THE BIRTH OF THE ABBEY GARDENS

After the dissolution, the Abbey site was purchased by local wealthy magnates such as Sir Thomas Wingfield, John Eyre and Thomas Badby until passing into the ownership of the Davers family in 1727. The 4th Earl of Bristol married his son into this family. A nephew of the Davers acquired the Abbey site a year after the matriarchal Mary Davers passed away in 1805. Oddly by the terms of her will she had to be buried twelve feet down as she was terrified of grave robbers!

A former member of the War Office, Nathaniel Shirley Harness Hodson who had retired to Bury St Edmunds founded small botanical gardens in 1820 to the south-east of the Great Churchyard. This greatly impressed  Frederick Hervey the 5th Earl  later to become the Earl Jermyn, 1st Marquess of Bristol, his town house the nearby Manor House. When offered the former Great Court of The Abbey to turn into something far more appealing Hodson leapt at the chance. Creator and initially curator Hodson lived at what we know today as Alwyne House.

Utilising the concentric circular flower beds of the Royal Botanical Gardens in Brussels as his template, the Abbey Grounds as they were then known opened to the general public in 1831. However an entrance fee or subscription of two guineas for adults and 6d each child per annum would be a deterrent for many. As time progressed the ascension to the throne in May 1910  of George V would see a concerted effort by the corporation to abolish these charges. After a great deal of discussion following his majesty’s coronation on 22nd June, 1911, it was agreed that this would happen.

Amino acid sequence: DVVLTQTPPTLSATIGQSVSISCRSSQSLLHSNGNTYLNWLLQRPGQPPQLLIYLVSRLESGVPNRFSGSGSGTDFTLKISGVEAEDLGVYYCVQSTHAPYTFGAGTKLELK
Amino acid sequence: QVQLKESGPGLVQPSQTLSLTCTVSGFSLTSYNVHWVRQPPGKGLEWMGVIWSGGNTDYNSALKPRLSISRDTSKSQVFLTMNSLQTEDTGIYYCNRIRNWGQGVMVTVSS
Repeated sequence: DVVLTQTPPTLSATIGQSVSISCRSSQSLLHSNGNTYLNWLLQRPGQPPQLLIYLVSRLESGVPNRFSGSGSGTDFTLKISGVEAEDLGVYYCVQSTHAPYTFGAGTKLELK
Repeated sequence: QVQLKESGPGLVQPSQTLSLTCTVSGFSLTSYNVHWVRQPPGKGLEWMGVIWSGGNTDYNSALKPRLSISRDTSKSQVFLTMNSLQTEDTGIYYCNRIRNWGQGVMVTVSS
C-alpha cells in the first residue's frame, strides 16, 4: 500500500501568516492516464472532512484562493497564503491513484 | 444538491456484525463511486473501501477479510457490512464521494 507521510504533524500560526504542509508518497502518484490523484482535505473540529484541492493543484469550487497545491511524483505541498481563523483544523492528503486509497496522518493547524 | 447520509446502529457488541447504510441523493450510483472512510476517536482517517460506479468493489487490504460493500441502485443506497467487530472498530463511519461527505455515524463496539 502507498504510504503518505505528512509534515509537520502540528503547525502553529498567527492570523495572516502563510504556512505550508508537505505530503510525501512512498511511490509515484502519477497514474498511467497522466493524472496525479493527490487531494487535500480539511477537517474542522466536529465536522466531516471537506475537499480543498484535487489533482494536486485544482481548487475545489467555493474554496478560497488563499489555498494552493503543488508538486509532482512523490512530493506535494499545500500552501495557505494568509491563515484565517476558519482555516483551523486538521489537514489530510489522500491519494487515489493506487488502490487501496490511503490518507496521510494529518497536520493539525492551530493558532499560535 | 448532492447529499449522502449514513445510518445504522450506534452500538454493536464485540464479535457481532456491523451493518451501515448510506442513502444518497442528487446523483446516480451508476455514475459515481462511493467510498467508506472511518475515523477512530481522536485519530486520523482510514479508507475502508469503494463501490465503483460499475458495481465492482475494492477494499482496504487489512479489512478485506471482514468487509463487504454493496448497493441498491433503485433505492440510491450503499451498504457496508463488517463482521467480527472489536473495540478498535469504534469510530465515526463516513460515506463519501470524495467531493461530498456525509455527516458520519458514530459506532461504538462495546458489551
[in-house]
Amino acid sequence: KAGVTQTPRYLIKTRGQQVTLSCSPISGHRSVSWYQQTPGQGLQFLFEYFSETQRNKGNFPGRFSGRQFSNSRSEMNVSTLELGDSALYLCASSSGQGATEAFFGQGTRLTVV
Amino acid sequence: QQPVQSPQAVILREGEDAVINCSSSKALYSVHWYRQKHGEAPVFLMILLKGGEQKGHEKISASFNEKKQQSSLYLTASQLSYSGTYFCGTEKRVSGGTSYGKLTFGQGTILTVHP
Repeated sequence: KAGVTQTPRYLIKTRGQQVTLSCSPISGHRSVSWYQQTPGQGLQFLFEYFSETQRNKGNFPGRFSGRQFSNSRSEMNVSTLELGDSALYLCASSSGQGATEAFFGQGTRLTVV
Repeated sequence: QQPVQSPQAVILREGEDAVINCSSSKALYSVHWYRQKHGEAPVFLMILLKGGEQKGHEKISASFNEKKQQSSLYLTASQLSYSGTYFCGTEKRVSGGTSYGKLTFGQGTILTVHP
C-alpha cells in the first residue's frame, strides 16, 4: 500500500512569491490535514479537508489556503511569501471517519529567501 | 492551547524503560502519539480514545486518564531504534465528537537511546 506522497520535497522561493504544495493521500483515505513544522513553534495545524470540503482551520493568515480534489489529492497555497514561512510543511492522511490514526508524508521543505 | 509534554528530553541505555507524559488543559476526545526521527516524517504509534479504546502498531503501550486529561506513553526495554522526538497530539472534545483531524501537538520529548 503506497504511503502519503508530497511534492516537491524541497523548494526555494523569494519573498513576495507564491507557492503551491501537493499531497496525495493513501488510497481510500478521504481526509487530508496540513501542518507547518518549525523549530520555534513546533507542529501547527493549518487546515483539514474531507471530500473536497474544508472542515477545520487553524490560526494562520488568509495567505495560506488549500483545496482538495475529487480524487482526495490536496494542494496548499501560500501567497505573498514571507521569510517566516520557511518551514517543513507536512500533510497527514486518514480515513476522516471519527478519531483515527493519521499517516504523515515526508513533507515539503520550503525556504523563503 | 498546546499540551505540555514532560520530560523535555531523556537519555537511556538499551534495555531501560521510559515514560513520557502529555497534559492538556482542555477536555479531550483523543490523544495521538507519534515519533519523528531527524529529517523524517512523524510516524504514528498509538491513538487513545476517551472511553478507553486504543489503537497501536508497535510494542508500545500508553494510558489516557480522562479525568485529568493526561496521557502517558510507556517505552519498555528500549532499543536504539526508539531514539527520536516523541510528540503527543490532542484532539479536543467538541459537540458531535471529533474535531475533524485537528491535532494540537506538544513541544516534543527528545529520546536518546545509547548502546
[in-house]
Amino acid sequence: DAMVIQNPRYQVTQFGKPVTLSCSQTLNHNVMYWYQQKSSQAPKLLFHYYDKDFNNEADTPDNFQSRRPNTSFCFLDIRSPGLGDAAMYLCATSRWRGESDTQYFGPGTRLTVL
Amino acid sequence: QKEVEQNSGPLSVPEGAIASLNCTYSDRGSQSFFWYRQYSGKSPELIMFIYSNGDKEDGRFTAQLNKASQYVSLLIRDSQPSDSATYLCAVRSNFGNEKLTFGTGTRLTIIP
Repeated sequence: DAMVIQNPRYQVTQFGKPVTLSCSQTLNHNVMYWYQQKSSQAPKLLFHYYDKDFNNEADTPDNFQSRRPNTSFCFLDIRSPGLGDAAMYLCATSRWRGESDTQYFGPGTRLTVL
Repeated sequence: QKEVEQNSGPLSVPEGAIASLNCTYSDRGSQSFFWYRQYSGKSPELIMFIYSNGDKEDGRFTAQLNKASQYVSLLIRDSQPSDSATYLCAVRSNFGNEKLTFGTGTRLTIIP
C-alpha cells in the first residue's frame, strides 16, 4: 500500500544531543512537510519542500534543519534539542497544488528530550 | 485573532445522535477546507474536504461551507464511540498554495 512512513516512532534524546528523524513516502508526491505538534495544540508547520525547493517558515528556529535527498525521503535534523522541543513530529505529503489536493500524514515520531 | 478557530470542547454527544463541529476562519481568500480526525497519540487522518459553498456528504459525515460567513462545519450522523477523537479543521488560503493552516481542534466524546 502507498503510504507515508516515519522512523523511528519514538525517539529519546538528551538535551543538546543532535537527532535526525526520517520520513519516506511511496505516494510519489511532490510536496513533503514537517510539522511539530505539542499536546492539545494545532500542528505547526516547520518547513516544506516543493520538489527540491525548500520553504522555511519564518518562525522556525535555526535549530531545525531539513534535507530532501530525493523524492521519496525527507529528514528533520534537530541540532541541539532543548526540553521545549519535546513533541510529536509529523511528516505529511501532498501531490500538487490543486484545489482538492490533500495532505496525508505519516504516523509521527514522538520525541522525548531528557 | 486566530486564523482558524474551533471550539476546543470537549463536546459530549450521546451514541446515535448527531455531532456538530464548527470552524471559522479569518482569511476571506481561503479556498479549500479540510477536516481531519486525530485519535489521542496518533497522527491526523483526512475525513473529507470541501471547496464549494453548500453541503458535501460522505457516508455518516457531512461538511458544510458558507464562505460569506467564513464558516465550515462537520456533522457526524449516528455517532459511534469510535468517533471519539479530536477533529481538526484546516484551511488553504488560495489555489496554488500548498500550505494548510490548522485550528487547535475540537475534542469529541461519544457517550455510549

In 1912 the Bury St Edmunds Borough Corporation took out a lease of the Abbey Gardens from the fourth Marquis of Bristol for £90 a year. Despite a torrential downpour a grand opening by Lady Evelyn Guinness took place on December 28th the great and the good of Bury attending. Now called the Abbey Gardens most of ‘old school’ Bury though can remember going to the ‘Park.’ The council would not own the freehold until 1953 when the purchase concluded to celebrate Queen Elizabeth II’s coronation, a fitting tribute. The gardens still a wonderful amenity for visitors and residents alike.

With many thanks to Martyn Taylor whose new book can be found in all leading local bookshops.

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